The rumor that Chase will no longer offer the Ink Bold Charge Card as of 11/16/2014 has been confirmed. I stopped by at a Chase branch the other day to verify whether the phase out was actually going to happen and the branch manager confirmed that the card it would in fact be phased out in November. My guess is that the application links will actually disappear before that date.
As of today, October 3, 2014, the card is available online directly at Chase.com. There are reports that the card is no longer available in-branch, but the marketing material appeared to remain at the branch I was there.
Given that Chase also recently launched the highest welcome bonus offer on the Ink Plus Business Card, if you're in the market for an Ink Business card which card should you choose to apply for?
There is no clear cut answer to this. One route would be to apply for the Ink Bold and earn the 50,000 points with the expectation that the card may be converted into the Ink Plus sometime in the near future--- possibly eliminating the option to apply for the Ink Plus within the next 24 months. Also, the $95 annual fee is waived on this card for the first year. If you already have the Ink Plus this would be the clear route and you would get 50,000 points without an annual fee.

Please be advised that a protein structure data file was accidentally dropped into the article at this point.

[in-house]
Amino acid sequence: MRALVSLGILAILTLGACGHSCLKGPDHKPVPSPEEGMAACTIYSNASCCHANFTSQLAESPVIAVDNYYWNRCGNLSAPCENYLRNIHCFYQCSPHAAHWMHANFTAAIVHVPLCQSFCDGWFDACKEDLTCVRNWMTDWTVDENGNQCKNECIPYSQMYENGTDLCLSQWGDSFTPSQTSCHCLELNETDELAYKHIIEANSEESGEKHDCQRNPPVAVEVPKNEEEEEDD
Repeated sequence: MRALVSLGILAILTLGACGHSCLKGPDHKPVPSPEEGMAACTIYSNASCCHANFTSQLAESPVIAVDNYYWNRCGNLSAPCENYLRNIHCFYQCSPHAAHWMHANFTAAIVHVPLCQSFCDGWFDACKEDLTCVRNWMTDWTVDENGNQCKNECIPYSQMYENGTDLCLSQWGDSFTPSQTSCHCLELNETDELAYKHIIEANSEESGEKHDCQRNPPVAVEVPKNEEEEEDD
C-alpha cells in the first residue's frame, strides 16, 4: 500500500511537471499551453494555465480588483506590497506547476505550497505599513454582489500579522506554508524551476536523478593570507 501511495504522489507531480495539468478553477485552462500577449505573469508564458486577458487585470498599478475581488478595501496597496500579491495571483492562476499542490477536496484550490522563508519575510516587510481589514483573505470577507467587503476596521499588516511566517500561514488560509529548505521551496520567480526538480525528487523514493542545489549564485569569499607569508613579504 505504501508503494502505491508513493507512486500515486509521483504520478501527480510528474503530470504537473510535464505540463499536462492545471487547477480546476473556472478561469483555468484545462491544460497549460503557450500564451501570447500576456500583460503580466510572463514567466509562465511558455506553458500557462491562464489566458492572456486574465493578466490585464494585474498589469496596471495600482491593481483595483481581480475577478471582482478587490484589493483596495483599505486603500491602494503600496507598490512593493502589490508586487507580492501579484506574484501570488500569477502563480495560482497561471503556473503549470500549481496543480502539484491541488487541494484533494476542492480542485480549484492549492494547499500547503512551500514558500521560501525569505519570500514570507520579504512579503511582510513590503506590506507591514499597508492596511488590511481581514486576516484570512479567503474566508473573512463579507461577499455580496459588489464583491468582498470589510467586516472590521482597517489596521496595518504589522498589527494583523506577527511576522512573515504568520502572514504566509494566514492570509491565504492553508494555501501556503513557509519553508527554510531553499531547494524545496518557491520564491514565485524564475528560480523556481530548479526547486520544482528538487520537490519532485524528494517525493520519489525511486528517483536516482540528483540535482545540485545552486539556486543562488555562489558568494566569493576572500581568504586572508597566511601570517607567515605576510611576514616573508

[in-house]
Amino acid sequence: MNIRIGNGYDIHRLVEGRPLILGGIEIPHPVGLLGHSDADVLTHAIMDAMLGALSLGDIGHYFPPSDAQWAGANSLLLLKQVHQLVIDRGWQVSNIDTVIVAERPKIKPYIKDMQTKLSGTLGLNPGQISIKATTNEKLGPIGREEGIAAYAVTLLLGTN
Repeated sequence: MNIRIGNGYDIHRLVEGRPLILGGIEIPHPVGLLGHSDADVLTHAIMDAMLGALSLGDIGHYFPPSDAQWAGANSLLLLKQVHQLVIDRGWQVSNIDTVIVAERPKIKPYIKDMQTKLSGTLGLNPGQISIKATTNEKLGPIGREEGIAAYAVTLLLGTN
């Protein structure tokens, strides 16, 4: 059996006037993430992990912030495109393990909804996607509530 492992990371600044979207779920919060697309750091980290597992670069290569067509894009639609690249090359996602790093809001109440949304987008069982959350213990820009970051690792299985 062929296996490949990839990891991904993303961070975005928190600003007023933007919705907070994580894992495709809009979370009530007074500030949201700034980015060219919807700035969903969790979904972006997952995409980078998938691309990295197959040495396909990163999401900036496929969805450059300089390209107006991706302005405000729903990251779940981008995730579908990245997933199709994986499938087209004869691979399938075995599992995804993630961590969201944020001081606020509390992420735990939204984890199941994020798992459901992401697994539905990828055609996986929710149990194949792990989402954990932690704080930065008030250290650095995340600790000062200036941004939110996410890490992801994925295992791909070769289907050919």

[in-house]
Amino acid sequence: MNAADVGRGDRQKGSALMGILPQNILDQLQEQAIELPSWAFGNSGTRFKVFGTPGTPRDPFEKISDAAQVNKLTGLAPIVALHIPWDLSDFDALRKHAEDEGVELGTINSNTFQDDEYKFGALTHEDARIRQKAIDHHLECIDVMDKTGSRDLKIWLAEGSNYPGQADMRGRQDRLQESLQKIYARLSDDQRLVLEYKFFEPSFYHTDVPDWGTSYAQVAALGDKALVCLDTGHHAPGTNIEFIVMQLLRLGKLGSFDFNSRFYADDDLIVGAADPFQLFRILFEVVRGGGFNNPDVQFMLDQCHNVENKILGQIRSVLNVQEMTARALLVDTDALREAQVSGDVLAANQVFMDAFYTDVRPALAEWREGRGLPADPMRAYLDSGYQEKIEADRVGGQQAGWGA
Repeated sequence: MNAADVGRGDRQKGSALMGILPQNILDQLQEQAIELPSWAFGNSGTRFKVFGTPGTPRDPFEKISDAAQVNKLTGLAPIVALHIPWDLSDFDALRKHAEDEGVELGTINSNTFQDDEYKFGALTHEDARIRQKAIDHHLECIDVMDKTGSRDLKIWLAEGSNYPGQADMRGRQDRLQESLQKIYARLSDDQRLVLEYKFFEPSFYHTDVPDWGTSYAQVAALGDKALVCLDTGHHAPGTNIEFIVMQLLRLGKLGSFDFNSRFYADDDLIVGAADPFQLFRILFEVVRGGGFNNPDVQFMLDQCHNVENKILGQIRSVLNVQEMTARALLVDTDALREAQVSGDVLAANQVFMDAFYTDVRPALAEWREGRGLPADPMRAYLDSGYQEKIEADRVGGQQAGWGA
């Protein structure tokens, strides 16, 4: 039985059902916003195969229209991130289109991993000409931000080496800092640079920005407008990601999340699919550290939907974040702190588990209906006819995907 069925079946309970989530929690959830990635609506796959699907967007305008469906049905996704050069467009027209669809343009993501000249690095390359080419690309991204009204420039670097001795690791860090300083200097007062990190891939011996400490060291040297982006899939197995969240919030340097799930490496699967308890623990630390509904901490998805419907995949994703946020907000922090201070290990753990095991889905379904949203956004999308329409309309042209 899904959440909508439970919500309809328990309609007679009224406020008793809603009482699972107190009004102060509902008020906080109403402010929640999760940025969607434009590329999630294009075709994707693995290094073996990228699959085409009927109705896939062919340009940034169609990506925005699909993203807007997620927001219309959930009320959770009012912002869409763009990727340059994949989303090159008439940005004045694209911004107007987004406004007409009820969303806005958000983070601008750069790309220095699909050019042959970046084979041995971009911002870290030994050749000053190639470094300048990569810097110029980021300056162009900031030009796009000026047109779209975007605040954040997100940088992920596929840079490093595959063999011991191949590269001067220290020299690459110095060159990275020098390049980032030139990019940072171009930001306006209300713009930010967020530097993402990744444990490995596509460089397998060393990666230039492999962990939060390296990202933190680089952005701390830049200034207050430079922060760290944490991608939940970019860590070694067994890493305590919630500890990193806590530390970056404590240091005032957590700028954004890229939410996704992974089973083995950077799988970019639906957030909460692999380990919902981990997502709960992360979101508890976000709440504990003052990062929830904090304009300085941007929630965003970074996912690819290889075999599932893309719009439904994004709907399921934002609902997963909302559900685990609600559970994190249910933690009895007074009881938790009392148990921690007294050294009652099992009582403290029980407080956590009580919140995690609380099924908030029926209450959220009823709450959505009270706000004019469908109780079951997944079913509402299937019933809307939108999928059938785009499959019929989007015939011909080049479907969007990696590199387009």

However, if you don’t have either of these cards, then you can apply for the Ink Plus with its all-time high 70,000 points offer to lock in a higher bonus. The caveat on this higher bonus is that the annual fee is not waived for the first year. So the Ink Plus is packaged as 70,000 points with a $95 annual fee.
Chase Ultimate Rewards points remain among the most valuable flexible bank-points out there. With a handful of great transfer partners it is easy to get a value of 2.0 cents per point when redeeming. The recent addition of Singapore Airlines means you now have the option of transferring points to 11 travel programs.
Here is a full list of Ultimate Rewards transfer partners:
Among my favorite programs to transfer points to include United when booking international awards with free stopovers and Hyatt, which is easy to redeem points at a value of 2.0 cents per point.
If you are in the market for applying for a Chase Ink Business Card, you will have to weigh your options to decide which Ink card to go for. If you have not had either version of the Ink Card a safer bet would be to apply for the Chase Ink Plus Business Card and earn 70,000 Ultimate Rewards points. If you want to take a gamble, then you could go for the Ink Bold card and try to apply for the Ink Plus in the future as well.
What’s your take? Are you going to apply for either of these offers?